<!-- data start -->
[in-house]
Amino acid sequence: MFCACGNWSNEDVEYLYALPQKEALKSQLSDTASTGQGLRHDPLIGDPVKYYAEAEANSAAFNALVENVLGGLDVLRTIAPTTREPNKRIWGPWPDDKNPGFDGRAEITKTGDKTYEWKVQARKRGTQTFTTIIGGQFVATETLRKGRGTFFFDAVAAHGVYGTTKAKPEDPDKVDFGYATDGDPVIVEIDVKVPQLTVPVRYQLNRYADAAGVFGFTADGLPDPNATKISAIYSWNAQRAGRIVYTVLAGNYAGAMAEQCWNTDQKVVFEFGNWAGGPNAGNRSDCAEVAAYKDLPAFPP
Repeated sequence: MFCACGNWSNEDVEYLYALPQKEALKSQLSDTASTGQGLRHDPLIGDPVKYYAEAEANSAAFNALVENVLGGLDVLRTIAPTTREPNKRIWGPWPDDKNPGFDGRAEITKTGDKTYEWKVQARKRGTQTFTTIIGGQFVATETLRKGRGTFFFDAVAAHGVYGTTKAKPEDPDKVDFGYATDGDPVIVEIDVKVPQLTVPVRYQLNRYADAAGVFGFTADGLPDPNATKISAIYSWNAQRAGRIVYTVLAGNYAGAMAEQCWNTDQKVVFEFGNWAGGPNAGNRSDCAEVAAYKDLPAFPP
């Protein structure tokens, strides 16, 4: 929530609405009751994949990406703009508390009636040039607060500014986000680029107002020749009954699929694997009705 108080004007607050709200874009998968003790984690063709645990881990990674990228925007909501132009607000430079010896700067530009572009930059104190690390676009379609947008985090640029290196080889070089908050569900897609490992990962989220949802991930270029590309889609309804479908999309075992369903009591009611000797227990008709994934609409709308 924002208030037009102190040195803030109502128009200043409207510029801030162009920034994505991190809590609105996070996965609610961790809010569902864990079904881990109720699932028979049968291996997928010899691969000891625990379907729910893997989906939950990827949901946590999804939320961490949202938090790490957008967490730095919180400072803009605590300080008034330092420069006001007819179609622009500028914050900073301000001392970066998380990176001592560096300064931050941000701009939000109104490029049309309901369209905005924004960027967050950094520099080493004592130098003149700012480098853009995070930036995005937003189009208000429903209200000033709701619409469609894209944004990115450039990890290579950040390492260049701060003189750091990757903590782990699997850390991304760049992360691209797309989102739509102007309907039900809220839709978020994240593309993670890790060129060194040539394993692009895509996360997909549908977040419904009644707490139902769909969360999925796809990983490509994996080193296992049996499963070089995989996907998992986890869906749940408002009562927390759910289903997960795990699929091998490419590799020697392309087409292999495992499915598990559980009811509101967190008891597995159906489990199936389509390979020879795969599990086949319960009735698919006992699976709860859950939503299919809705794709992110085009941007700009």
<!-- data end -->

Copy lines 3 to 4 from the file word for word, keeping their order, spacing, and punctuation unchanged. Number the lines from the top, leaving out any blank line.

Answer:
Repeated sequence: MFCACGNWSNEDVEYLYALPQKEALKSQLSDTASTGQGLRHDPLIGDPVKYYAEAEANSAAFNALVENVLGGLDVLRTIAPTTREPNKRIWGPWPDDKNPGFDGRAEITKTGDKTYEWKVQARKRGTQTFTTIIGGQFVATETLRKGRGTFFFDAVAAHGVYGTTKAKPEDPDKVDFGYATDGDPVIVEIDVKVPQLTVPVRYQLNRYADAAGVFGFTADGLPDPNATKISAIYSWNAQRAGRIVYTVLAGNYAGAMAEQCWNTDQKVVFEFGNWAGGPNAGNRSDCAEVAAYKDLPAFPP
């Protein structure tokens, strides 16, 4: 929530609405009751994949990406703009508390009636040039607060500014986000680029107002020749009954699929694997009705 108080004007607050709200874009998968003790984690063709645990881990990674990228925007909501132009607000430079010896700067530009572009930059104190690390676009379609947008985090640029290196080889070089908050569900897609490992990962989220949802991930270029590309889609309804479908999309075992369903009591009611000797227990008709994934609409709308 924002208030037009102190040195803030109502128009200043409207510029801030162009920034994505991190809590609105996070996965609610961790809010569902864990079904881990109720699932028979049968291996997928010899691969000891625990379907729910893997989906939950990827949901946590999804939320961490949202938090790490957008967490730095919180400072803009605590300080008034330092420069006001007819179609622009500028914050900073301000001392970066998380990176001592560096300064931050941000701009939000109104490029049309309901369209905005924004960027967050950094520099080493004592130098003149700012480098853009995070930036995005937003189009208000429903209200000033709701619409469609894209944004990115450039990890290579950040390492260049701060003189750091990757903590782990699997850390991304760049992360691209797309989102739509102007309907039900809220839709978020994240593309993670890790060129060194040539394993692009895509996360997909549908977040419904009644707490139902769909969360999925796809990983490509994996080193296992049996499963070089995989996907998992986890869906749940408002009562927390759910289903997960795990699929091998490419590799020697392309087409292999495992499915598990559980009811509101967190008891597995159906489990199936389509390979020879795969599990086949319960009735698919006992699976709860859950939503299919809705794709992110085009941007700009």